“At the end of the day, people aren’t going to remember me for my records,” Nocktonick said. “I get to touch lives in this role. It’s a lot different than other jobs because I have a lot of kids that look up to me. Even past players from Bland still hit me up, asking for life advice and it’s just different.”
He describes himself as the type of teacher who likes to climb up on his desk and get everyone involved more than just lecture through power point presentations. That extends to his coaching as well.
“I am extremely passionate and enthusiastic,” Nocktonick said. “I want kids to know when the time is to be serious, but know we are going to have fun, bond and become like family. I am not in this for the business. I am in this for the relationships.”

To read the full story, pick up a copy of the mid-week edition of the Bowie News.

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Bowie cheer earn camp awards

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The Bowie cheerleading squad attended cheer camp at Texas Women’s University on July 13-16 and earned a lot of awards. (Courtesy photo)

The Bowie cheerleading team went to cheer camp on July 13-16 at Texas Women’s University.
It was a good opportunity for the team to learn new things to take into the school year, according to cheer sponsor Destanie Curry.
“They learn their job is not to just lead the crowds in cheers, but they are ambassadors of their school and community and how to fulfill that role to the best of their ability,” Curry said. “Of course, they also learn stunt safety, new stunts, new cheer material and how to incorporate all this into pep rallies, routines and games.”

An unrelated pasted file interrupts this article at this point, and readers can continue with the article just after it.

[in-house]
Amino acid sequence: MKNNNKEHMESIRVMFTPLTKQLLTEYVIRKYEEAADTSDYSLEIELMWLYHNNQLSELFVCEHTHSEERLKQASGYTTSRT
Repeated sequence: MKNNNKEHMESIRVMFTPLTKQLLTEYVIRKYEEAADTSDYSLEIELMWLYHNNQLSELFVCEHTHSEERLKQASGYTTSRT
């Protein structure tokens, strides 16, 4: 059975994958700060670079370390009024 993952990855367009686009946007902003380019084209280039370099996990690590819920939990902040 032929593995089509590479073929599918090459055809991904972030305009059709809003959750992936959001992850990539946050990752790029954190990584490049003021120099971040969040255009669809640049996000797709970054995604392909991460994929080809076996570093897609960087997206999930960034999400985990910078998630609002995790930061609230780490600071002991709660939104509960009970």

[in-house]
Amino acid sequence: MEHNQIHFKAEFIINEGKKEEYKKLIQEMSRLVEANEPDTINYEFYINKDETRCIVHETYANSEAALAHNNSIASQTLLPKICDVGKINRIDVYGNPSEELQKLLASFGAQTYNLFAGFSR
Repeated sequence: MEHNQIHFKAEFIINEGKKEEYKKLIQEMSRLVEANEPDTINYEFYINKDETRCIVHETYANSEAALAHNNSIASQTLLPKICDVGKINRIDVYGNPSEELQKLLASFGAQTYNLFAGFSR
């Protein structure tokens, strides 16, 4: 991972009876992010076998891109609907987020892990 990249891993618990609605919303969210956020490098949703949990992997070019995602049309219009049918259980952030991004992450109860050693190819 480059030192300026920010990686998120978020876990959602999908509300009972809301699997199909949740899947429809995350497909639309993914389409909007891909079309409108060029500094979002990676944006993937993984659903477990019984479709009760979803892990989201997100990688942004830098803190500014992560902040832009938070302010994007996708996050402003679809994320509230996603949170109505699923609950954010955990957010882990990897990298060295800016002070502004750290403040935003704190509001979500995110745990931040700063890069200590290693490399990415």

It can be intense, with campers expected to eat, sleep and breathe cheerleading from morning until night, staying positive and spiritful in everything they do since councilors are always watching and looking to see who will earn extra awards.
At the end of the four days, the Lady Rabbits cheerleading team took home several team and individual awards.
The team won one spirit stick daily and one on the final day. They were awarded each night to teams who demonstrated leadership, positive attitudes, excellent class participation and who respect and encourage one another, their coaches and staff.
Bowie earned its National Federation of State High School Association’s squad credential. The group earned Stunt SAFE, which was presented to teams that displayed excellent skills in spotting and stunt technique.
The final team award was in the Game Day Championship trophy. The competition included crowd involvement with a game day chant and cheer learned at the camp.
They were judged on crowd leading effectiveness, use of props, incorporation of stunts, technique and execution of skills.

To read the full story, pick up a copy of the mid-week edition of the Bowie News.

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Nocona new press box put into place

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(Courtesy photo)

Nocona got its new press box into place this week at Jack Crane Stadium. The old press box, which was in place for more than 60 years, was taken out in early June and moved to Indian Valley Raceway. The new press box was by the Southern Bleacher Company out of Graham. Athletic Director Black Crutsinger said they looked at a lot of press boxes and decided they liked the one at Lindsay High School and went with that model. Sean Hutson operated the crane from the Hurd Crane Service that put the press box up for Nocona.